Passion Play, a new production at The Odyssey Theater, is structured around three different “passion play” stagings — recreations of the biblical story of Jesus Christ’s trial and crucifixion.
Each staging takes place in a new era, and provides a new world with new characters. The three leads are performers within these passion plays, and the story provides a look into their lives offstage.
The play runs for two and a half hours across three acts, each of which present a new era and new characters. The first act delves into the theater culture of medieval England, backed by the culture of Christian morality in plays at the time. The second act presents the Nazi rise to power during 1934 and the German culture immediately prior to World War II. The final act takes place in the United States in the 1980s, in a small South Dakota town, fighting against the increased secularization of the townspeople’s world.
Written by Sarah Ruhl during her time as a graduate student at Brown University, the play promises both the epic quality of a biblical narrative and the personal quality of seeing the behind-the-scenes life of actors throughout the ages. First produced in 2005, this play provides an epic look at faith’s intimate connection with theater.
The Odyssey Theater collaborated with The Evidence Room Theater to produce Passion Play. The Evidence Room Theater is a Los Angeles-based group of actors, directors and designers who work together on various productions of their own or in collaboration with other groups and venues.
USC alum Dylan Kenin, a longtime Evidence Room actor, plays a medieval machinist, a Nazi officer, and a draft-dodger in South Dakota in this production. Despite the vast differences between his roles, Kenin believes that each serves an integral role and requires the same level of performance.
“In the diversity of characters, I’m really fleshing out the world of the play, and giving it texture, for the main characters to live their lives,” Kenin said. “I’m giving the world of the play some texture, and why [I was cast] specifically for these particular characters is that they’re pretty imposing, meant to be strong and firm in their various convictions, and that’s a thing that I’m pretty much always cast to do.”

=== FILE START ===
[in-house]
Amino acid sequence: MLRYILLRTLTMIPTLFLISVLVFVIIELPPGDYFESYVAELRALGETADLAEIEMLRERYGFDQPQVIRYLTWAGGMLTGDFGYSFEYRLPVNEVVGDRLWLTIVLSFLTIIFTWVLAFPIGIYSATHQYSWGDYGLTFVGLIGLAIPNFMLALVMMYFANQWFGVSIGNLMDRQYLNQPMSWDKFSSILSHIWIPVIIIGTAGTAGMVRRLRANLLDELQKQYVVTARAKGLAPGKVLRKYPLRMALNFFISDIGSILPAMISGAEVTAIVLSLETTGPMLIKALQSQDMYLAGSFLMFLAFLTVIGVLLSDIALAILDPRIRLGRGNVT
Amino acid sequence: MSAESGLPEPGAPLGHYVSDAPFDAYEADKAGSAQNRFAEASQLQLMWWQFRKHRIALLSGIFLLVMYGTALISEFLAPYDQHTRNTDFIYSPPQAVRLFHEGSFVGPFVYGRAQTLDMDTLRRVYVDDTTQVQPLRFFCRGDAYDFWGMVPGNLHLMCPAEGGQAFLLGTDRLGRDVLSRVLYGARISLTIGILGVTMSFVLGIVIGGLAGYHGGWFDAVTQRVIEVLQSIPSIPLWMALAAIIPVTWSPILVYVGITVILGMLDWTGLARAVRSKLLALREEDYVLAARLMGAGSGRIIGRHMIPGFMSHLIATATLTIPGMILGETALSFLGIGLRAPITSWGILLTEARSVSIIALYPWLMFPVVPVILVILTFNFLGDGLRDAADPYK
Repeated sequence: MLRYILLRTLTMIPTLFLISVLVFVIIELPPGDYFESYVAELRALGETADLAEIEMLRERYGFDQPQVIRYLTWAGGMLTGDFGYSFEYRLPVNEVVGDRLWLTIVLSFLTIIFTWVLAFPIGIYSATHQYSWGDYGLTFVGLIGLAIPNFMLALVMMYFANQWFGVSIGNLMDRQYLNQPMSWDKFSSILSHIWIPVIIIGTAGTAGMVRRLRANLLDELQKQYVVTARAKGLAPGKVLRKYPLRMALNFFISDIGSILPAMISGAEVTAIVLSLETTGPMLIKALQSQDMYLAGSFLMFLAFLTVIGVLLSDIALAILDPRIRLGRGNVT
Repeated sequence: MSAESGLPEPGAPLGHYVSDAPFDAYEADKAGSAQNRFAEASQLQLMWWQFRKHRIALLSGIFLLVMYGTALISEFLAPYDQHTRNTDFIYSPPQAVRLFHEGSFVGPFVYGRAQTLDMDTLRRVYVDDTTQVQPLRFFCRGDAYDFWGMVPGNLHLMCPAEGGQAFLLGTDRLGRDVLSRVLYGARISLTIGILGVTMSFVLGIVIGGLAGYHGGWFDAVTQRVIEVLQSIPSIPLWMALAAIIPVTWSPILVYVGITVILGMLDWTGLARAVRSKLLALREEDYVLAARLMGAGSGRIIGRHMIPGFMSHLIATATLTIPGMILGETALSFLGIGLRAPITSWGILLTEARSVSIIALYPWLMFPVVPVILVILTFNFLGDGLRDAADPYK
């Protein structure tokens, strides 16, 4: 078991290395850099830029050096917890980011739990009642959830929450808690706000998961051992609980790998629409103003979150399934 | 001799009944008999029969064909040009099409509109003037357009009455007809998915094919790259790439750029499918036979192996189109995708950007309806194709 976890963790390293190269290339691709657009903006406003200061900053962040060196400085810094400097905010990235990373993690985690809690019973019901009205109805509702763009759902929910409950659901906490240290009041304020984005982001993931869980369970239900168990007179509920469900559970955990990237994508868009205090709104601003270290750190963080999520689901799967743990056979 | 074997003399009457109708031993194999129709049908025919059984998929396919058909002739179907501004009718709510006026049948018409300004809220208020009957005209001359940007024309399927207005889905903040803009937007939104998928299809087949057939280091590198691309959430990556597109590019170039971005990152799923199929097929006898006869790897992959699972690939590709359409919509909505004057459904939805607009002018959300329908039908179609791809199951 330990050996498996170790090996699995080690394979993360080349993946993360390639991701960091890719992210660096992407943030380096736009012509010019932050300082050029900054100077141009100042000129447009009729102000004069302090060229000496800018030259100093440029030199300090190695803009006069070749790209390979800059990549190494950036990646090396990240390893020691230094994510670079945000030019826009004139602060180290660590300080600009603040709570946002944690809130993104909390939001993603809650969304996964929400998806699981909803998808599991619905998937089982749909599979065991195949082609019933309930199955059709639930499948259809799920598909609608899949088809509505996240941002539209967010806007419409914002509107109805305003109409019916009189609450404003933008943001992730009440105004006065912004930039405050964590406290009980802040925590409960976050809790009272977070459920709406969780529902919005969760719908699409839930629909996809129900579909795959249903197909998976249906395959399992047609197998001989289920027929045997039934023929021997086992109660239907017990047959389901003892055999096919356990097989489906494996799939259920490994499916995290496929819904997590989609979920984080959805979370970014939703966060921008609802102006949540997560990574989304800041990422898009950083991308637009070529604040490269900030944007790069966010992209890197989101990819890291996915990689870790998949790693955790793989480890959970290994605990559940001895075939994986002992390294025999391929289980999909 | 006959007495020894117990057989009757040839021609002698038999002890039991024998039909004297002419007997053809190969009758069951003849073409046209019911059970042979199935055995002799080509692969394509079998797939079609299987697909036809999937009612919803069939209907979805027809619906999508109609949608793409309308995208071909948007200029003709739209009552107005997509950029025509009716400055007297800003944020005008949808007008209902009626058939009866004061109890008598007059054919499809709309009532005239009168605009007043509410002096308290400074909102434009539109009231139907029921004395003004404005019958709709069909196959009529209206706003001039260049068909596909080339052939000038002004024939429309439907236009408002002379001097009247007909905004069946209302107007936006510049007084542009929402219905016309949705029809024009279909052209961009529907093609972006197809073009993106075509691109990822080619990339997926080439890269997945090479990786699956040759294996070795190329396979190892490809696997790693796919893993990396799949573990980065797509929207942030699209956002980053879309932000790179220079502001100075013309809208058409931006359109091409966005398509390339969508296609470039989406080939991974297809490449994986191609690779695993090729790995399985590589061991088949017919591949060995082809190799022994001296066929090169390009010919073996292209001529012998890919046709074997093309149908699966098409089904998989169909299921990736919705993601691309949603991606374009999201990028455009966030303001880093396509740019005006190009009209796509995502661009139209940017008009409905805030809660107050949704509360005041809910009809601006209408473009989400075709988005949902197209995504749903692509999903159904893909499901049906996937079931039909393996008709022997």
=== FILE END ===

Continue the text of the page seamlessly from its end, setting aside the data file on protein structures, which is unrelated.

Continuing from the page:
Despite the expansive list of themes he has to work with, Kenin sees his roles as a way for the audience to grasp the story both on a simpler, person-to-person level and on a larger scale.
“I’m also one of the observers of the action, somebody that’s there that the audience wants to identify with, to be kind of meta about it,” Kenin said. “I think that as an audience member, people will be swept up in the minutia of what the lead characters are going through. What just came into my mind was Jean Valjean from Les Misérables. There’s a sweeping epic, but you kind of get caught up in the largeness of the revolution. It’s easy to not feel that personally connected to it. I feel like the largeness of this play never overshadows any given moment with how characters deal with the world they live in.”
According to director Bart DeLorenzo, the production benefits both from his casting decisions and his previous work with Ruhl. DeLorenzo previously directed Ruhl’s other play, Dead Man’s Cell Phone. He founded the Evidence Room theater company in 1995 and has been building and grooming a group of actors ever since.
“I think that Sarah Ruhl is one of those innovative writers who is writing for the future,” DeLorenzo said. “[She] started her career as a poet, and that doesn’t mean that it is written in poetic dialogue, but the way that a poem rhymes, that feeling of exuberance when you read a poem — that’s what this theater piece feels like. I think it very unusually meshes with the theater.”
But for DeLorenzo, the secret weapon of this production is The Odyssey’s theater space.
“It’s a great space,” DeLorenzo said. “It’s a very large room where this play is performed, and the dimensions are nice for this play. It feels a little bit like a church. I think that the playwright is playing with the idea that the theater itself is like a church, and the space looks a little bit like a church. So it’s a really great location for this play.”
Passion Play, put on through the Evidence Room theater company at the Odyssey Theater, opens on Jan. 25 and runs until March 16.